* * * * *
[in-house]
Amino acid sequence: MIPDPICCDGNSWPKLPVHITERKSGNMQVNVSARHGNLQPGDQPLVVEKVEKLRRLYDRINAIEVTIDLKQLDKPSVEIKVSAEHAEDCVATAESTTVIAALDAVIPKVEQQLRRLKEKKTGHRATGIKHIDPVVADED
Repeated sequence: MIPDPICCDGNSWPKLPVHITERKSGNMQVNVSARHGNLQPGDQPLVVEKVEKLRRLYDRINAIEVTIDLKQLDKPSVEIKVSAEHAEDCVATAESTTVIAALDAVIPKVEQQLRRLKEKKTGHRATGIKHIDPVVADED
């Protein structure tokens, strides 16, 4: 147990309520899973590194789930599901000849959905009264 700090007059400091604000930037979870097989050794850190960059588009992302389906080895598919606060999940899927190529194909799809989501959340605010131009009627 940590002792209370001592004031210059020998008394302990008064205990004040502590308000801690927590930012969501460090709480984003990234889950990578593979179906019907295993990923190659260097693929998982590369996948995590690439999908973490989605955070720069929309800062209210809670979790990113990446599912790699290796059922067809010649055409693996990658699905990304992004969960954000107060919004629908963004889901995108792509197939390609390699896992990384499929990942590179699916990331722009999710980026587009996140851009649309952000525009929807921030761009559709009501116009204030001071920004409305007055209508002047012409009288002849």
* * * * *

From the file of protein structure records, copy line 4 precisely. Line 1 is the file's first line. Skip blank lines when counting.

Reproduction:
């Protein structure tokens, strides 16, 4: 147990309520899973590194789930599901000849959905009264 700090007059400091604000930037979870097989050794850190960059588009992302389906080895598919606060999940899927190529194909799809989501959340605010131009009627 940590002792209370001592004031210059020998008394302990008064205990004040502590308000801690927590930012969501460090709480984003990234889950990578593979179906019907295993990923190659260097693929998982590369996948995590690439999908973490989605955070720069929309800062209210809670979790990113990446599912790699290796059922067809010649055409693996990658699905990304992004969960954000107060919004629908963004889901995108792509197939390609390699896992990384499929990942590179699916990331722009999710980026587009996140851009649309952000525009929807921030761009559709009501116009204030001071920004409305007055209508002047012409009288002849």